New Country Profiles on Roma from ERRC
17 July 2013
Budapest, 17 July 2013: The European Roma Rights Centre has published new country profiles today, which outline some of the major issues affecting Roma in 10 countries. The short reports indicate that, despite some efforts to improve the situation of Romani individuals and communities, they still are denied basic human rights. According to the findings presented in the country profiles, Romani individuals and communities still have to face violence and hate speech and cannot enjoy the same opportunities and standards as the rest of the society in access to essential services such as education or housing.
The ERRC country profiles are produced to give a snapshot of the situation of Roma and the work of the ERRC in the Czech Republic, France, Italy, Macedonia, Serbia, Slovakia, Romania, Russia, Turkey and Ukraine in 2011-2012, focusing on ERRC core themes such as education, housing, violence and the state response to violent incidents
Sub-standard housing and ongoing evictions continue to be one of the major problems affecting Roma in France, Italy, Serbia, and Romania. In most cases, the evictions that took place violated international standards. Segregation of Romani children in education is still widespread across Central and Eastern European countries. In the Czech Republic, Macedonia, Serbia and Slovakia, Romani children are placed in special schools where they are taught a reduced curriculum which lowers their chances of fulfilling their potential, and teaches them and their peers that it is acceptable to label, stigmatise, and segregate. In Russia and Ukraine, many Roma lack proper identification documents, which prevents them from accessing basic services such as education and health care. In Slovakia and Romania, Romani settlements are segregated by walls, creating new ghettos. In Turkey, little progress has been made towards a comprehensive strategy and action plan to address the problems that Roma face.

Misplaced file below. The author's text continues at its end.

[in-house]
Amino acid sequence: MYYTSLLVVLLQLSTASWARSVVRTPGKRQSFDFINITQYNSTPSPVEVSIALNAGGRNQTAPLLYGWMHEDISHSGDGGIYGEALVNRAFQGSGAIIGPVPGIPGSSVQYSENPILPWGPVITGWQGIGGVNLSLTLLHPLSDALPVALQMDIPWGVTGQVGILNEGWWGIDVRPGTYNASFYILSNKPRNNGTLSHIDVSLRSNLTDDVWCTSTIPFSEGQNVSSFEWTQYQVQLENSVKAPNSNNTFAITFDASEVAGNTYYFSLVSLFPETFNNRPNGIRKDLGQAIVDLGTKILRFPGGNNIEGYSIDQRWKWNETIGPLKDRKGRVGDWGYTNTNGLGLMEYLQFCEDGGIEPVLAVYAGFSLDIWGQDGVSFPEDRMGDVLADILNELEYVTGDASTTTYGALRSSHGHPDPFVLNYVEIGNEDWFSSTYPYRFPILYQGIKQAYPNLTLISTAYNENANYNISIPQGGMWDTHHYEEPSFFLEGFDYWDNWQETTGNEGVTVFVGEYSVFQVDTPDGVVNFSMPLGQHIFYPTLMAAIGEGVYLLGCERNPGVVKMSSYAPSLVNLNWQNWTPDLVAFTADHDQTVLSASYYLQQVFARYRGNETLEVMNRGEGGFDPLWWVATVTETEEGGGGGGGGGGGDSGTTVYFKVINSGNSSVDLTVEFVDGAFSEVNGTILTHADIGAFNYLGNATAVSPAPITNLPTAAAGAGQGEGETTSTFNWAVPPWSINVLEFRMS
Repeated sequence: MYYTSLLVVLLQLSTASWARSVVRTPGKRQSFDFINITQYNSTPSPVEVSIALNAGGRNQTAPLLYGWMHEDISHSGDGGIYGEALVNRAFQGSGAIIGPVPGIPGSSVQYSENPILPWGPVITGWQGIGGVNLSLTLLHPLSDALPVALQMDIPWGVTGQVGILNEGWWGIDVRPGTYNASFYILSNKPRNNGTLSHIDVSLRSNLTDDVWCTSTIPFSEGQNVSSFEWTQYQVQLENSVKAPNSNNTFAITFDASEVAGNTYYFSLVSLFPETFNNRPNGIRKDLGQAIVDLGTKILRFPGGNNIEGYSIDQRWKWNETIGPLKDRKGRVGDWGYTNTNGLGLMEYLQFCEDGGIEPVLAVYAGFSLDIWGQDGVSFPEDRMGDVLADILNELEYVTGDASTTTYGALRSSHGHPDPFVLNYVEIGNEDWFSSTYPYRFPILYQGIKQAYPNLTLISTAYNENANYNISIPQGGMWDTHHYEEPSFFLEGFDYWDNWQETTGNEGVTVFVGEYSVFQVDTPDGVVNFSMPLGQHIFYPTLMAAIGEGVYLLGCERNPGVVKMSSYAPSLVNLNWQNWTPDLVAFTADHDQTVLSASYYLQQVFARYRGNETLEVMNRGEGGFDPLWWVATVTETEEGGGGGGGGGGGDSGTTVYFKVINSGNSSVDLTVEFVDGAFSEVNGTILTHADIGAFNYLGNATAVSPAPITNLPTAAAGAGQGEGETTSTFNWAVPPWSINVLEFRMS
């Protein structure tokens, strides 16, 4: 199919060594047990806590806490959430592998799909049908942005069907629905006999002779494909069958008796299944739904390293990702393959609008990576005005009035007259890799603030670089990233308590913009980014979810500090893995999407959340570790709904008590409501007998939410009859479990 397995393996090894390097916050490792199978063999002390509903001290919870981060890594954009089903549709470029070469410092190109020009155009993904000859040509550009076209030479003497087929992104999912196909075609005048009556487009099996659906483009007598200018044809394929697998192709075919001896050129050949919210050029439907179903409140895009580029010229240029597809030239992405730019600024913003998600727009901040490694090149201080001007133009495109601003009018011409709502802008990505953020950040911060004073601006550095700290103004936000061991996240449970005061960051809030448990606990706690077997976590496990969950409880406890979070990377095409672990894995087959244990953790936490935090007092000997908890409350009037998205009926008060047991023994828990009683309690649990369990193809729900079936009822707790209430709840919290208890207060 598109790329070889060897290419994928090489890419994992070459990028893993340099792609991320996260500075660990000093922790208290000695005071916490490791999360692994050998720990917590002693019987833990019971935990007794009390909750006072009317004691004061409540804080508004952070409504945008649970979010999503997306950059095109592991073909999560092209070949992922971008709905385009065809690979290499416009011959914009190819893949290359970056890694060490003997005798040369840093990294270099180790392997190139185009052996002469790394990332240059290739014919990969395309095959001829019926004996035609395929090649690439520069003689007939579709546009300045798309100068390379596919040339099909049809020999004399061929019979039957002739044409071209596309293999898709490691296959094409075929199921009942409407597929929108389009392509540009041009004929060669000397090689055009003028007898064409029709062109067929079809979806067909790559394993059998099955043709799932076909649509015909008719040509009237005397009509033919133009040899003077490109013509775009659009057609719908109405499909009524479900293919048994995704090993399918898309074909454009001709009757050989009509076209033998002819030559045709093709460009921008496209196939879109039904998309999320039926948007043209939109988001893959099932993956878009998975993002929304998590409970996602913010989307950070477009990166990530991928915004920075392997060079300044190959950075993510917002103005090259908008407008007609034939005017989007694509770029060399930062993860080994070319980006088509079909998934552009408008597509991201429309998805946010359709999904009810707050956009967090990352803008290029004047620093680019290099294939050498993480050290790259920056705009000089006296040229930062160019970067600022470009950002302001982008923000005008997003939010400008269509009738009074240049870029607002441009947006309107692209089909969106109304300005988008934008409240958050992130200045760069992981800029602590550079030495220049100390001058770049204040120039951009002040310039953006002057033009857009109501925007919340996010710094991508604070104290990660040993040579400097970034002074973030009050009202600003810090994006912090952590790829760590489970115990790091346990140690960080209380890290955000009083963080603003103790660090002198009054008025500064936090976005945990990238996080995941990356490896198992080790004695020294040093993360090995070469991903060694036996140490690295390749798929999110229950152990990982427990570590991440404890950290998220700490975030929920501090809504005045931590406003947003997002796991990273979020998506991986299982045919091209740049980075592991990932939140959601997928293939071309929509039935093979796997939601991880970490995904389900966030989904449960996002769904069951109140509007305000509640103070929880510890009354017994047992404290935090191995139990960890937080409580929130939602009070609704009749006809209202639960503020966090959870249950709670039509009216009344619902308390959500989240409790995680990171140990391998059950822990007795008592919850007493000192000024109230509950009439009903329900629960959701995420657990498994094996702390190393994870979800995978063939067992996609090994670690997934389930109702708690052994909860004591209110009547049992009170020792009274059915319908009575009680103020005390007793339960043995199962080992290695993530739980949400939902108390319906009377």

The ERRC reports underline once more that long-rooted negative stereotypes and strong anti-Romani sentiments are the chief obstacles in improving the life standards of Roma. Discrimination in all fields of life is still the common factor in all countries.
ERRC Executive Director Dezideriu Gergely said, “Our country profiles establish that there is a long way to go to reach a discrimination-free Europe. Roma matters are a litmus test for European values. Governments must put their commitments to fight discrimination into action.”
The ERRC country profiles provide an overview on the situation of Roma in some key countries, and provide information that should strengthen research and advocacy by and for Roma across Europe. The findings were gathered from specific ERRC research, ongoing work by ERRC country monitors, media scanning and research from other sources. The profiles also list the international legal human rights tools that each country is a signatory to.
For more information:
Media and Communications Officer
European Roma Rights Centre